The High Court has approved a modified survival scheme for two companies in Galway businessman John Sweeney's Black Shore group.
Sweeney Oil Retail Ltd and Sweeney Oil Service Stations Ltd employ 37 people at service stations and associated retail units in Westport, Co Mayo, and at Clifden and Moycullen in Co Galway.
Anglo Irish Bank, the main secured creditor of SORL, had expressed concerns about the original survival proposals but this week withdrew its opposition to the scheme in light of the modified proposals. Under the scheme, Anglo will receive €1.85 million in full and final settlement of its €3.5 million debt.
Under the modified proposals, a company in which Mr Sweeney's son John is involved will provide a €1.5 million loan to SORL and a capital injection of some €500,000. The loan is repayable over 15 years which would provide breathing space for the companies to allow them trade profitably.
The court heard that Michael McAteer, who was appointed examiner to the companies earlier this year, believed the companies had a reasonable prospect of survival under the schemes advanced. The modified schemes also addressed concerns expressed by Anglo about leases for the service stations.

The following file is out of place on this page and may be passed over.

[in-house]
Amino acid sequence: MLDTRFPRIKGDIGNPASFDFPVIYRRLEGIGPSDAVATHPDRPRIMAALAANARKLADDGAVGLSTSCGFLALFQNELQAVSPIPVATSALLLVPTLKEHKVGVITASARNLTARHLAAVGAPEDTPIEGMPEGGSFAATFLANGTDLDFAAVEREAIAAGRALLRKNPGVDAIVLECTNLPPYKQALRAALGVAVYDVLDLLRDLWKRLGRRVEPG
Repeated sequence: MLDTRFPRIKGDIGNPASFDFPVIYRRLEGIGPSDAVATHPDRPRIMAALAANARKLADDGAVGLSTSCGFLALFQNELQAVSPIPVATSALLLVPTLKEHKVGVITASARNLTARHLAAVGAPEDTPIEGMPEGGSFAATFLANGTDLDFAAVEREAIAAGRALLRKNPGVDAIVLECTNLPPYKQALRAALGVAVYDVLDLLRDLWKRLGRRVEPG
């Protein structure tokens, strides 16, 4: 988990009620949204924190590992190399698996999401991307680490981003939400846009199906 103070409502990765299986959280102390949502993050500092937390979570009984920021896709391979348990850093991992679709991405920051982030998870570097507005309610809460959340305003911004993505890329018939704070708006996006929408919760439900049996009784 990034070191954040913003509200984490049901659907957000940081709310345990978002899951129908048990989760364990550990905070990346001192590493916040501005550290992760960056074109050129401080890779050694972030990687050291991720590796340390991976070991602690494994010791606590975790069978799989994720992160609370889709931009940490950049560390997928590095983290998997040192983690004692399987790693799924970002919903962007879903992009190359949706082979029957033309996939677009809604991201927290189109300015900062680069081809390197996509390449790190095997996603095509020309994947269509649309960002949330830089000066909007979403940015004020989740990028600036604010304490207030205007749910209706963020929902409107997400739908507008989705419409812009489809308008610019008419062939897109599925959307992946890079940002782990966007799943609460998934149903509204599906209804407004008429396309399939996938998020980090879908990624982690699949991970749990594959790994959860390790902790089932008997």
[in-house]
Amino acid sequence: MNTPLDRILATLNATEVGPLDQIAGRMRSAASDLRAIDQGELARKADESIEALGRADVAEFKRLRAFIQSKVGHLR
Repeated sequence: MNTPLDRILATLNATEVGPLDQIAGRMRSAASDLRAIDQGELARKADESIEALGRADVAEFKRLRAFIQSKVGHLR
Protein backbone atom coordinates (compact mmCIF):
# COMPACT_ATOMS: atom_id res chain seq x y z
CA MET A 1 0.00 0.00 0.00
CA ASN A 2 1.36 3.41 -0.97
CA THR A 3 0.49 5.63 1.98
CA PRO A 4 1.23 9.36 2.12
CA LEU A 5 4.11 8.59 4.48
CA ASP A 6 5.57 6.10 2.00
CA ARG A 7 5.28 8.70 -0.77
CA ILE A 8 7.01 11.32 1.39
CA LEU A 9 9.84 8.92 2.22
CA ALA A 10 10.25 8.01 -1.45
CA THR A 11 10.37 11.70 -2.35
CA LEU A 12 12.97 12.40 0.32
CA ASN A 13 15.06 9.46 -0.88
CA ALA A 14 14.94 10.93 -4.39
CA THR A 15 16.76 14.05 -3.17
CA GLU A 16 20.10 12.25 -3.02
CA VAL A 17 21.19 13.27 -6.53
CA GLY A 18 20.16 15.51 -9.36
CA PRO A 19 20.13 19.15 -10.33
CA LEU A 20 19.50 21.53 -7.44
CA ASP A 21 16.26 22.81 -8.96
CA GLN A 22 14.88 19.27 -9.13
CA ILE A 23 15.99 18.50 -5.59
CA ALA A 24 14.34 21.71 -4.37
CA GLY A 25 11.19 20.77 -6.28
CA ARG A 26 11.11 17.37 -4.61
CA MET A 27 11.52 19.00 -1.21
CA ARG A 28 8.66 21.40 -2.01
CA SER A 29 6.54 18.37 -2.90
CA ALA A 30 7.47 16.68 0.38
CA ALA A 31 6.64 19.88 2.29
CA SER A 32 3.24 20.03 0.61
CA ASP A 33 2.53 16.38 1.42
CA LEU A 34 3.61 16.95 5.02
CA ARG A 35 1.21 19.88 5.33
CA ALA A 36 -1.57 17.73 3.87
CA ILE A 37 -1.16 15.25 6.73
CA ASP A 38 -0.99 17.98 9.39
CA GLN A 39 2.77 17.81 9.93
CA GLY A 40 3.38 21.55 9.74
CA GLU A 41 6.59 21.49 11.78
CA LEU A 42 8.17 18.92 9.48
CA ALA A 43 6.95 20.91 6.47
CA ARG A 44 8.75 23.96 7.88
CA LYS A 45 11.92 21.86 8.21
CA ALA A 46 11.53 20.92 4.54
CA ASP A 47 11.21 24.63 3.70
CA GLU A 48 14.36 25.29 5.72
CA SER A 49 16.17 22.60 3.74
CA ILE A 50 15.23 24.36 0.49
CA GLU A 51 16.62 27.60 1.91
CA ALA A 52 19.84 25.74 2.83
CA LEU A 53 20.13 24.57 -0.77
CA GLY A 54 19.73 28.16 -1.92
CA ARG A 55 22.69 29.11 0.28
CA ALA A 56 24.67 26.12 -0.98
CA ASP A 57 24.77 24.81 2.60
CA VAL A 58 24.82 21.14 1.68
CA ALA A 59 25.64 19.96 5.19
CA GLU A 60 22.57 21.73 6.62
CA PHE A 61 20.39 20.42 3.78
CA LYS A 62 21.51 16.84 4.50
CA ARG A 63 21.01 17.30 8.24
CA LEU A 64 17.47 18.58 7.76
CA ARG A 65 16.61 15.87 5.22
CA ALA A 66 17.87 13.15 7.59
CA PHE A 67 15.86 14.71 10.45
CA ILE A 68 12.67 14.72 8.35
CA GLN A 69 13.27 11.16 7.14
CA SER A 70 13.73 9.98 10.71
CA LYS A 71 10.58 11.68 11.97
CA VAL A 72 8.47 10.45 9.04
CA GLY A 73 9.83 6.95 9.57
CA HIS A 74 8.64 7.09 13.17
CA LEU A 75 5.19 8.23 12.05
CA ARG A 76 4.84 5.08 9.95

Lyndon MacCann SC, for Anglo, said the modifications addressed the bank's complaints, including concerns relating to its interests being prejudiced by the original survival scheme, and it was withdrawing its opposition. Anglo had voiced concerns relating to an original proposal for investment to be made in the companies via an interest free loan from a company involving Mr Sweeney's 21-year-old son.
Mr Justice Brian McGovern said it was always better when creditors could be facilitated in schemes of arrangement and he was happy to approve the schemes. The schemes will came into effect last Monday, bringing an end to the period of court protection for the companies.
Following the proceedings, Mr Sweeney, who was in court with members of his family, said he was very pleased with the outcome and was "looking forward to getting back to normal and getting on with running my business".